Monthly Archives: October 2012

Exclusive Interview: Michael Black (gay couple and the B&B refusal case)

If you have been paying attention to the news recently, you will most certainly have heard about the resolution to the controversial case surrounding gay couple Michael Black and John Morgan who were turned away from a Christian couple’s bed and breakfast in Cookham in 2010 because the two men’s sexual orientation went against the Wilkinson’s religious beliefs.

Black and Morgan decided to take Susanne and Mike Wilkinson to court and now, two years later, have won their case which orders the Wilkinsons to pay £3,600 in damages to the couple. However, the Wilkinsons are considering to appeal against the case, but have just two weeks to make a final decision.

Michael Black (L) and John Morgan (R).

We managed to get an interview with Michael Black who talked to us about how the original incident unfolded, their feelings throughout the entire case up until now, how they hope the result will affect others in the same situation and what they think of the service that Gay Homestays provides for gay travellers.

GH: When you travel, do you normally stay in gay accommodation or not or do you not usually have a preference?

MB: It’s a mixture really.  We do have a preference for gay-owned places but we have stayed in those that aren’t before, although we’d never come across this particular problem before.

GH: What initially drove you to decide to book at the Wilkinson’s B&B?

MB: We were visiting friends who live in that area (Cookham, Berkshire) and it was the nearest accommodation we could find that was in our price range, so location was the main factor, but also price as well.

Susanne and Mike Wilkinson, the Christian owners of a B&B in Cookham.

GH: How did you feel in regards to your treatment by the Wilkinsons and what were the sequence of events that led to the case being taken to court?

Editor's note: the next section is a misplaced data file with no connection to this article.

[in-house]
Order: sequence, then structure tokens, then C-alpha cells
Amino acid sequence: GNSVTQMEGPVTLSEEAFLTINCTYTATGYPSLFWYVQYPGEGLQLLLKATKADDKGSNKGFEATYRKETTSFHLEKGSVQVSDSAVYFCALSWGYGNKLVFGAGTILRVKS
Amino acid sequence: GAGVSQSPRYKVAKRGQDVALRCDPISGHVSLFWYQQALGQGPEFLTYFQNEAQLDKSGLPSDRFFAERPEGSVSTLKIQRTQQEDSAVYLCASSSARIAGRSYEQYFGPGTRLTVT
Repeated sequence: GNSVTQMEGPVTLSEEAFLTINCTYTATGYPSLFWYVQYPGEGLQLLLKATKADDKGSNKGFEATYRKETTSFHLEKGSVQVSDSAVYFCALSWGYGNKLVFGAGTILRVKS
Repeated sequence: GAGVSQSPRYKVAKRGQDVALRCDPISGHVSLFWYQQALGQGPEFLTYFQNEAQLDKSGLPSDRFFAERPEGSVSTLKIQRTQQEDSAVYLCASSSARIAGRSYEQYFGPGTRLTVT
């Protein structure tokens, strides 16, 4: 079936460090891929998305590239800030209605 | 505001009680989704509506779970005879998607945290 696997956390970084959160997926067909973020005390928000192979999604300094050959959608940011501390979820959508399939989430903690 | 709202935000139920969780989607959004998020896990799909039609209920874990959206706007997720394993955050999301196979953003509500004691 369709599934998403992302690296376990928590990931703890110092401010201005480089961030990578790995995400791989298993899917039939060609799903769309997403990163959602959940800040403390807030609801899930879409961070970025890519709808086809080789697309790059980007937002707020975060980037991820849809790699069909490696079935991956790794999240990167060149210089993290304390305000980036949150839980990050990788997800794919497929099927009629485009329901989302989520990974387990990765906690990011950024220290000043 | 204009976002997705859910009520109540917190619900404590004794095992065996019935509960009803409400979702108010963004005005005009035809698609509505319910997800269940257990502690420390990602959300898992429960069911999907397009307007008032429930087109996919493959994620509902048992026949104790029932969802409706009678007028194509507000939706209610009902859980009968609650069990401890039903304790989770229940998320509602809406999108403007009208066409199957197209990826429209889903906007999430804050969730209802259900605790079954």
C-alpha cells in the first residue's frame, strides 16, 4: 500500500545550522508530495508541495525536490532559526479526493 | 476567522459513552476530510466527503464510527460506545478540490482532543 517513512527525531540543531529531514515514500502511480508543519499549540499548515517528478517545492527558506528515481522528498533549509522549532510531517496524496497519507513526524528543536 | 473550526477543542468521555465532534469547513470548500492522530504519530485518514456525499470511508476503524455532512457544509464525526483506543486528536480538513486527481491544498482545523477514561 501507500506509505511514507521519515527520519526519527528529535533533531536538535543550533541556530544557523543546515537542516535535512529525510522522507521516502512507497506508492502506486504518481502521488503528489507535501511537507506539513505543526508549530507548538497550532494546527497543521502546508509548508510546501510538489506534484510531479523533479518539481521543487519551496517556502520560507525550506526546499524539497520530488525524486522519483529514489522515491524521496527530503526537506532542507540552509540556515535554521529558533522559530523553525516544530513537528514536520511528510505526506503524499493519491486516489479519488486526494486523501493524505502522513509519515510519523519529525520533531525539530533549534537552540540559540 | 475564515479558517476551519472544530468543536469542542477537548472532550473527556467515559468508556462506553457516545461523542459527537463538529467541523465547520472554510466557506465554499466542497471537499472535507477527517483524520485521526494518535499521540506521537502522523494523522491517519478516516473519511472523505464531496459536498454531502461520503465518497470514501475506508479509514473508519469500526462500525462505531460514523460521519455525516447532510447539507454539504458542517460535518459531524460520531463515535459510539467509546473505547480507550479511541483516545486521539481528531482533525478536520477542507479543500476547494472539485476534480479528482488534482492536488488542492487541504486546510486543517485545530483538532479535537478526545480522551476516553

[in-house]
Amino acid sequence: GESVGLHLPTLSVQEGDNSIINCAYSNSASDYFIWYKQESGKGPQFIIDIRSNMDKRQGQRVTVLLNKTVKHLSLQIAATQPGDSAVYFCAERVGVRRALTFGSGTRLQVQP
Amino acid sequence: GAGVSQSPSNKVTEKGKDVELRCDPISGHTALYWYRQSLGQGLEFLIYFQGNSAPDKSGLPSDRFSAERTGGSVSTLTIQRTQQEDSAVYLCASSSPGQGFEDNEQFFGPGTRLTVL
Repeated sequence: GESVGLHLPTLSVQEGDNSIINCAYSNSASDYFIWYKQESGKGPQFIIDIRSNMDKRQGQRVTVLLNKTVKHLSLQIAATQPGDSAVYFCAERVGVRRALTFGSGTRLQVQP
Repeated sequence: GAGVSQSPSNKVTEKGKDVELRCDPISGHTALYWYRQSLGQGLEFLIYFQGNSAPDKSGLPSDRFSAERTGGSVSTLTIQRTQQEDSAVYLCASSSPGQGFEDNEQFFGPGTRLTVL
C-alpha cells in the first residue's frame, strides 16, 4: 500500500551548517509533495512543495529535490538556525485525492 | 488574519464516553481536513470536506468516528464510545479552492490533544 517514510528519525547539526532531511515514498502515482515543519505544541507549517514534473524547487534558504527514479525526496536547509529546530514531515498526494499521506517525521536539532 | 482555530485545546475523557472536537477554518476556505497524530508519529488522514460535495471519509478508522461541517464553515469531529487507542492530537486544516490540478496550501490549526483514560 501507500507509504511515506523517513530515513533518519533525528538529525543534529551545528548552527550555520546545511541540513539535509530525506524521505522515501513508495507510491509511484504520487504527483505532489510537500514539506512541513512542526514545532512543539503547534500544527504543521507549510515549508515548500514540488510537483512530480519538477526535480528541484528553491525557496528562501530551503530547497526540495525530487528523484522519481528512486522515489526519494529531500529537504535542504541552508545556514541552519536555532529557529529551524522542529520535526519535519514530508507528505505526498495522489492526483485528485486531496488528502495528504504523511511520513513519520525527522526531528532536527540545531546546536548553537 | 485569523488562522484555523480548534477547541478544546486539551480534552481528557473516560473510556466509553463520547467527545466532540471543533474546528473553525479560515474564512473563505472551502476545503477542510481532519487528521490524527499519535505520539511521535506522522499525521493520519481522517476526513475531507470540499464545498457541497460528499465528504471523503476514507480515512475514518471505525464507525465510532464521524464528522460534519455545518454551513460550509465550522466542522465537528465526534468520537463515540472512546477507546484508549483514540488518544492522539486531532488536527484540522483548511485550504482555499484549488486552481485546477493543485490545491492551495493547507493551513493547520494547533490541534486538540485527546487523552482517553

MB: We were really shocked by their attitude, and we honestly felt like we were treated as if we were second class citizens, it was very shocking and hurtful. When we arrived at the place and got out of the car, Susanne was standing at the front and soon as she saw that we were two men, we noticed her body language change. When we entered the B&B, she first of all confirmed that we had booked one double room for the both of us – to which we replied yes – and she immediately told us she could not allow us to stay due to her religious beliefs. We thought it might be illegal but we were not sure so we asked for our deposit back – which she gave – and decided, since we had no choice, to drive all the way back home that night instead.

Although we knew it was illegal for hotels to discriminate against anyone based upon race, religion, sexual orientation or anything else, we were unsure as to whether this law also applied to B&Bs. We first of all contacted local papers to try and get something put in them about the B&B and why we would not recommend it to anyone, which was soon noticed by the local BBC news and eventually the national media who took an interest in the story; we never expected it to become so big, so the national coverage was accidental really. We soon got in contact with Liberty, who were very helpful and when we were made aware that B&Bs that discriminate are breaking the law, we decided to take the case to court to be resolved.

GH: What are your feelings now after winning the case and do you think this will affects other B&B owners’ attitudes in the future as to who they accommodate?